1. My grandson has always had a problem going to school. It is a screaming , hitting battle everyday, no matter what we do or questions we ask he just hates it. Last year we home schooled him and this year he begged to go back to school. Today is day 3 and he has been fighting my daughter for 2 hours about going. When he gets home it is a fight because he is so upset, still, from the battle. He is on meds for his anger issues and he is just a mess. WHAT CAN WE DO?

    • Carol – This sounds like a very intense situation with this child. I don’t have a sense of how old he is. I think he should be seen by a child therapist because of all this anger and difficulty adapting to learning situations – at school and at home. He – or she – could help you sort this through. This must be very hard for all of you.

  2. My bright normally happy 9 year old daughter has for the last several years begged us to home school her. She was loving school and very happy until a new rule in our town forced her into a new school. This school has a much less diverse cultural make up and many students and support staff who only speak in Spanish causing my daughter to feel frustrated in class when the teacher has to stop and start constantly to have the interpreter translate or another student translate. Also in her old school my daughter would help teachers constantly and loved going and would be upset if she had to stay home sick. Now she will even try to pretend illness to get out of school. What can I do? I have tried reassuring her the kids around will learn English and there will be fewer interuptions but to no avail. It has been so bad the school district is already threatening her with being retained a grade of her attendance doesn’t approve. I call the dr every illness and most times we take her to be sure but she still begs us not to send her and to please home school her so she doesn’t have to put up with the interuptions in class. She is very bright reads well above grade level and is doing very well in her classes. I need help I’d love to homeschool her but I need to know its what’s best for her. She has plenty of friends in the neighborhood.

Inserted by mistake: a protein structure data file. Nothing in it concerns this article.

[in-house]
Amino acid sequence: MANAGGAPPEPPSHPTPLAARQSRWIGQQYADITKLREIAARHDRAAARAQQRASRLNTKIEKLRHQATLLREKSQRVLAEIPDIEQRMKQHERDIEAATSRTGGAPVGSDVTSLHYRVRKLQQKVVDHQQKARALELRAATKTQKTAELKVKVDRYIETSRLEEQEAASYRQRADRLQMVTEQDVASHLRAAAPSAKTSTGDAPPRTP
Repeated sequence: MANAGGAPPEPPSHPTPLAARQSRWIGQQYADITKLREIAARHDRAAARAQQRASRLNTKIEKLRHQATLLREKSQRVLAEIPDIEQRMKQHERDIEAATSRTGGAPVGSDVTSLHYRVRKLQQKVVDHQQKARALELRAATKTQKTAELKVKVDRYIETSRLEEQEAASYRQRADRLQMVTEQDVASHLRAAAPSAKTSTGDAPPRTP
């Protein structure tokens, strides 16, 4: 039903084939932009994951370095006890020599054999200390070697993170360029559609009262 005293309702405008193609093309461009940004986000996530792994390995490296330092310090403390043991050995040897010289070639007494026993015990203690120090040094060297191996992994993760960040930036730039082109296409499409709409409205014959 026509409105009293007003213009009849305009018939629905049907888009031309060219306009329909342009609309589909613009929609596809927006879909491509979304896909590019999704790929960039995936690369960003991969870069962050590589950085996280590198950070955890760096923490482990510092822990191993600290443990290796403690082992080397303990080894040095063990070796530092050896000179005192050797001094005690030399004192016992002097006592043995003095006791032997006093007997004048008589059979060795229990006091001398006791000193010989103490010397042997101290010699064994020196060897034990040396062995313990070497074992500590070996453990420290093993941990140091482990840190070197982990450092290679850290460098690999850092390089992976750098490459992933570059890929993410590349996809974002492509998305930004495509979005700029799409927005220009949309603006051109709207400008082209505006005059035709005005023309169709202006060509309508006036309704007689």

3. My husband and I are enduring a loosing battle it seems. We have his son’s every other week and it has been that way for 4 years now. The oldest, 12 year old, is wonderful and so helpful and caring when with us. That is not the case when he is with his mom. She claims he is mouthy and angry all the time.
    The youngest is 9 and since the very 1st week of school this year, he has cried almost every morning. He complains of stomach aches, head aches, sore throats, toy name it, he has it. The more you tell him to get up and ready for school, the more tears, screams, coughing induced dry heaving he does. It seems to have an every other day pattern. Both boys are now on there 3rd “session” with there councilor at a local and highly recommended office. There previous 2 visits lasted 6 months over a span of 2 years. The youngest is only getting worse. Most recently, he threw himself on the floor in the office at school saying he cannot breath and screaming for his life!!! Every time he gets told to leave school or that he stays home, he is fine within 5-15 mins. Our frustration has boiled over. We are welcoming the state to step in at this point because NOTHING HAS HELPED!!! The therapist offers no advice on how to get him to school, as well as no answer as to why he is like this ONLY with school! They tried medicine, he refuses to learn to swallow pills. So we got medication to grind up or open the capsules with (and of course this was all cleared with the dr) but he refuses to take it that way too!!! We need help!! And no one seems to be willing or able to help!!!!

    • And yes, we have asked about bullies, the school has been watching for bullies. There is none of that going on. School cannot see any problems with any of the students!! When you ask him why he does this, he responds with, “I am worried something is going to happen to my mom while I’m at school and I won’t find out because I am there.” Yet he is not concerned when he is told his mom and dad can go to jail due to his actions. He never worries while he was at 3 hour football practice, stays a day with friends, or any other time he is away from his mom, or dad, just school. Only school.